It showed me that there are certainly some areas of resistance and that it's very important to do your job well and not dwell on other people's attitudes. It's important to communicate through your initiative that you are capable and can hunker down and do the job. I learned the importance of being upbeat and positive.
Did you ever expect to rise to a rear admiral?
I'm not sure that I ever envisioned this, but it's definitely a dream to be here in this job with these responsibilities. I was sociology major in college and expected to become a social worker, but I worked with juveniles in the probation system during an internship and found it depressing. The Coast Guard allowed me to pursue my humanitarian interests.
What traits have propelled you to success?
A good sense of integrity and ethics is important. I also have embraced the Coast Guard core values of honor, respect and devotion to duty.
How has the modern-day Coast Guard improved for women?
More women and more women are in significant positions of responsibility and that's a sign to everybody that women in the work force aren't an anomaly. However, the biggest change has been in the day-to-day culture of our service. We are a better place to work. We treat people better because we've had to think about what it takes to operate as a team.
What are some changes within the Coast Guard that you'd still like to see happen for women?
We would like to see the percentage of women in the Coast Guard climb. Although women can do any job in the Coast Guard, we still have a number of ratings and career paths that are atypical of women's choices. We have to continue to educate women who are coming into the service about those opportunities.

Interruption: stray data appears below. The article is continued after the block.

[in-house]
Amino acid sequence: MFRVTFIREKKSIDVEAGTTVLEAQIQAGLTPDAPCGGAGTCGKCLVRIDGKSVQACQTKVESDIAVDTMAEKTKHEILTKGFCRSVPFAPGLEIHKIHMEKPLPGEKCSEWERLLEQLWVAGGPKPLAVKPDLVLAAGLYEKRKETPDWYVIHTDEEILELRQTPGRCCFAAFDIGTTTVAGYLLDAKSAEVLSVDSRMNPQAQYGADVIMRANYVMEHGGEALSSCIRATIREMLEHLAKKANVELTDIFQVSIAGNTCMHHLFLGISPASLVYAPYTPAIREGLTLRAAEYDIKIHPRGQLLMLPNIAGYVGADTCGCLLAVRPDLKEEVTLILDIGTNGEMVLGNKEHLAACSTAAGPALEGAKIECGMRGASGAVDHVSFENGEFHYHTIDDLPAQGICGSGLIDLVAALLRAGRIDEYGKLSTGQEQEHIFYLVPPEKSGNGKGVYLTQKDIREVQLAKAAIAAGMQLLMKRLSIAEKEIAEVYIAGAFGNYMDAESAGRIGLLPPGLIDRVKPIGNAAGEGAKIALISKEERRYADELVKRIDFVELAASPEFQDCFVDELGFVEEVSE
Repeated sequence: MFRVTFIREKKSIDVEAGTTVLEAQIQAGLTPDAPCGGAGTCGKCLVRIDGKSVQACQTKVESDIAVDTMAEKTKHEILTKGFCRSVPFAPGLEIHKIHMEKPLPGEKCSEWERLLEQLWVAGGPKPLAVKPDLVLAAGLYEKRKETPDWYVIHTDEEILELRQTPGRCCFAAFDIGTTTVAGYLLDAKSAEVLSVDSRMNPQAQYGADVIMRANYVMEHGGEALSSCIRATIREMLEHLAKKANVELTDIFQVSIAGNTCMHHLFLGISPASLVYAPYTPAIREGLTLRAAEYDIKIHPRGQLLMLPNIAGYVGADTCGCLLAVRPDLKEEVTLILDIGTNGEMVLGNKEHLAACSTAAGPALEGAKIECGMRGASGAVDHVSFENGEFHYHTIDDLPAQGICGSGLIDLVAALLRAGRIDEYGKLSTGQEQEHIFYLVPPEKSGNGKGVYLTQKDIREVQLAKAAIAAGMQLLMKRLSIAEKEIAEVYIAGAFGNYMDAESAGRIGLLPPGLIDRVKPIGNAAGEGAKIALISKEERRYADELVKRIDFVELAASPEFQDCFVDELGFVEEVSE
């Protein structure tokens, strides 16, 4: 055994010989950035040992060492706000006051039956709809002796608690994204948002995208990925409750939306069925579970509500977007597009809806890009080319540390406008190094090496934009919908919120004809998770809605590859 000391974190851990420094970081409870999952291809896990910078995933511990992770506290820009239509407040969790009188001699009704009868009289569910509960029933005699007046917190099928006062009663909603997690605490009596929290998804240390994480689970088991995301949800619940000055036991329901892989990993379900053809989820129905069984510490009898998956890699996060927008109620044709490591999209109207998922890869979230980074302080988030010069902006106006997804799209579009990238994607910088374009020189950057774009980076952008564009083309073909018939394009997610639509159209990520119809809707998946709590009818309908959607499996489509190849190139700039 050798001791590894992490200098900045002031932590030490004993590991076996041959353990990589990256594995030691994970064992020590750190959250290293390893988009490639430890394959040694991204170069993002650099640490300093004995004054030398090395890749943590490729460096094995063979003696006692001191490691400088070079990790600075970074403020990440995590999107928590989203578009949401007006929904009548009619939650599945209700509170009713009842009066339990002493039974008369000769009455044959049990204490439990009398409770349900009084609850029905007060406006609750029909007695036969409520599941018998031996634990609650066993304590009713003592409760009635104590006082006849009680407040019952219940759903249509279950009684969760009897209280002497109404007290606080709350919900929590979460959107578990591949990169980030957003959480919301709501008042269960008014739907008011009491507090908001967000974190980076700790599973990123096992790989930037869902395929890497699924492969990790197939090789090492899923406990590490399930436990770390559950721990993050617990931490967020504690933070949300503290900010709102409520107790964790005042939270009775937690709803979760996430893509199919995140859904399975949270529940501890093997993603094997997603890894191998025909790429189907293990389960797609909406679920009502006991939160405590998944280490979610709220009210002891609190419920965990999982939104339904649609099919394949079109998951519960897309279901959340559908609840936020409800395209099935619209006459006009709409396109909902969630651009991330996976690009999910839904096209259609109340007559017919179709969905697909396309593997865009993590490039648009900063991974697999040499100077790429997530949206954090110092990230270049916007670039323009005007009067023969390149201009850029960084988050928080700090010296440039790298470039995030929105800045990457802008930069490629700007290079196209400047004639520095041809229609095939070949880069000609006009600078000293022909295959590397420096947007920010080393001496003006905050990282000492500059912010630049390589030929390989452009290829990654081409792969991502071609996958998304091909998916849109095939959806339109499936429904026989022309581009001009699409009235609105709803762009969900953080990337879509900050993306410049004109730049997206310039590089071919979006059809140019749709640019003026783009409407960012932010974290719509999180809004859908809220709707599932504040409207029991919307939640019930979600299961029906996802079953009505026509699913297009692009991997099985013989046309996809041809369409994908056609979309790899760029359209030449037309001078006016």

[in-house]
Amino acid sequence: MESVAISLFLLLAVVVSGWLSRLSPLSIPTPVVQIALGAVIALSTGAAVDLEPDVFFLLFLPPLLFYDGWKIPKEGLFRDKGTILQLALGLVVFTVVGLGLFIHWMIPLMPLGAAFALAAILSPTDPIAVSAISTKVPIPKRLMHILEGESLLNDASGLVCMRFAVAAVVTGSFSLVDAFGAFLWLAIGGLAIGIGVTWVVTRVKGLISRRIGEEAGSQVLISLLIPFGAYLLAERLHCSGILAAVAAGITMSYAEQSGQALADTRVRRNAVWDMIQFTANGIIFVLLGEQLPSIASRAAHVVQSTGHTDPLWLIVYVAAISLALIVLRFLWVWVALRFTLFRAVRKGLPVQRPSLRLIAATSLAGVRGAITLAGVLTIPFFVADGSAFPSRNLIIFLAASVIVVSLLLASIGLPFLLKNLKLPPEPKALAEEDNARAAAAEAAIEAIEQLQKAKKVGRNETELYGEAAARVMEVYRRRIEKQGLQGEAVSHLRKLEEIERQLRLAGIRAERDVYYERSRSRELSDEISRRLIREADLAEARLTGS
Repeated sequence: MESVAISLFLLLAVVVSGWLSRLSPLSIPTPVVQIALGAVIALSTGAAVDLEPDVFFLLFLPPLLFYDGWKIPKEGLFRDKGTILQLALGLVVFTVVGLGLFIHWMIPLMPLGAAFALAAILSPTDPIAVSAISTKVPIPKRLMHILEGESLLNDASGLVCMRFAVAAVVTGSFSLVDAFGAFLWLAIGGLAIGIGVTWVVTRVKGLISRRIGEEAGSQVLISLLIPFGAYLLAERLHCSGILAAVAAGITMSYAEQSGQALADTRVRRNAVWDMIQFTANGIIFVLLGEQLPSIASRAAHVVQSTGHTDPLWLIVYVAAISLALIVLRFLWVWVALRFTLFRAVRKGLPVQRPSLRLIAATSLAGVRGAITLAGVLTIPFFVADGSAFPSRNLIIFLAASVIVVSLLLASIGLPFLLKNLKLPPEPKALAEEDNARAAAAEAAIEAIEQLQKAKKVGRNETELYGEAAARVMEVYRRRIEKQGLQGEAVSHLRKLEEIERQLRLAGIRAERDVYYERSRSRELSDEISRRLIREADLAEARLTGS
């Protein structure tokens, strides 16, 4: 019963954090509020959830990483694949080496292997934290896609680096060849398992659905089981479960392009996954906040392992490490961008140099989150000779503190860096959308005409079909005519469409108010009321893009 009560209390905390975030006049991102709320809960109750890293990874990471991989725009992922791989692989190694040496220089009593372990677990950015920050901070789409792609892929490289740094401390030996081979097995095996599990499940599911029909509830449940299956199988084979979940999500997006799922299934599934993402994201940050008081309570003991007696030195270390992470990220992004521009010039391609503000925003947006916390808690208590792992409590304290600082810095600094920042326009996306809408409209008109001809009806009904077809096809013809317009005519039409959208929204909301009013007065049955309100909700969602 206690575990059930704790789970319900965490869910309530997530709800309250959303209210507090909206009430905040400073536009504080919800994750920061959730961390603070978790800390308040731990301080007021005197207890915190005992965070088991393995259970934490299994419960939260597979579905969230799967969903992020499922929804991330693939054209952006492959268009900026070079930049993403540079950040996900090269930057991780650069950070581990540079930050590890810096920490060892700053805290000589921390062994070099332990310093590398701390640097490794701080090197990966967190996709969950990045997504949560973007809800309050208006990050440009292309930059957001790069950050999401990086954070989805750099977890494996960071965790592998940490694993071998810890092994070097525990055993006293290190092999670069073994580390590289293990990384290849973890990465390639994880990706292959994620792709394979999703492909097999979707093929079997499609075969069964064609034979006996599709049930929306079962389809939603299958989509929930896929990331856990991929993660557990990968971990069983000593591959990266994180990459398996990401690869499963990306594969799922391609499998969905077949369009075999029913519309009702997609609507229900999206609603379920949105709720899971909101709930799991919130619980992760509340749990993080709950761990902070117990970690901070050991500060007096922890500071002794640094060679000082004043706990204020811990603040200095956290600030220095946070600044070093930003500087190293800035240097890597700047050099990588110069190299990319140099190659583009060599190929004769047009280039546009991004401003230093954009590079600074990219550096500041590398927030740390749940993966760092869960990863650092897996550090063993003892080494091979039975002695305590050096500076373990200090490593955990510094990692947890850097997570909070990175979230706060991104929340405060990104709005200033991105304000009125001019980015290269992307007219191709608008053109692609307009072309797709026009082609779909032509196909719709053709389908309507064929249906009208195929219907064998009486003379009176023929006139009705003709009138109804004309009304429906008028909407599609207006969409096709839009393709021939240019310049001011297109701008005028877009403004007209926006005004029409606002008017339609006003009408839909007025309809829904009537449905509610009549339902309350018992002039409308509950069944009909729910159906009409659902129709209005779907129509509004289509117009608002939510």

How many other Coast Guard women have attained the command status that you have?
Right now, we have another woman in command of the 11th Coast Guard district, which covers the Southwestern United States. Her name is Rear Adm. Jody Breckenridge. The vice commandant of the Coast Guard is also a women. Her name is Vice Adm. Vivian Crea and she was my boss when I took over the 5th District. She's been a role model and an example.
What's the most difficult Coast Guard decision that you've ever had to make?
When the Bow Mariner exploded off the coast of Virginia in 2004 with a load of ethanol, I had to approve the rescue mission. There were many hazardous situations that night and I had to make the decision to clear putting our people into that environment. It was February and the air and water temperature were not conducive to survival. There were people in the water, strong fumes and questions about the safety of putting our own rescue people in the water. I got as much advice as I could get from the experts and collaborated with the people on the scene as to what they were experiencing and made the decision to insert our people and monitored their performance. We were able to save some of the crew members -- although we did not pick up everyone, not everyone we picked up was a survivor and we were unable to account for all people.
Name a woman who has inspired you.
Certainly my grandmother Elinor Ridout was inspirational. She lived to be 98 and was just a few months shy of her 99th birthday when she died. She was a very strong woman, who was very optimistic in her outlook and very caring of her family. She was as sharp as a tack right up until the end. I wish that I had her memory.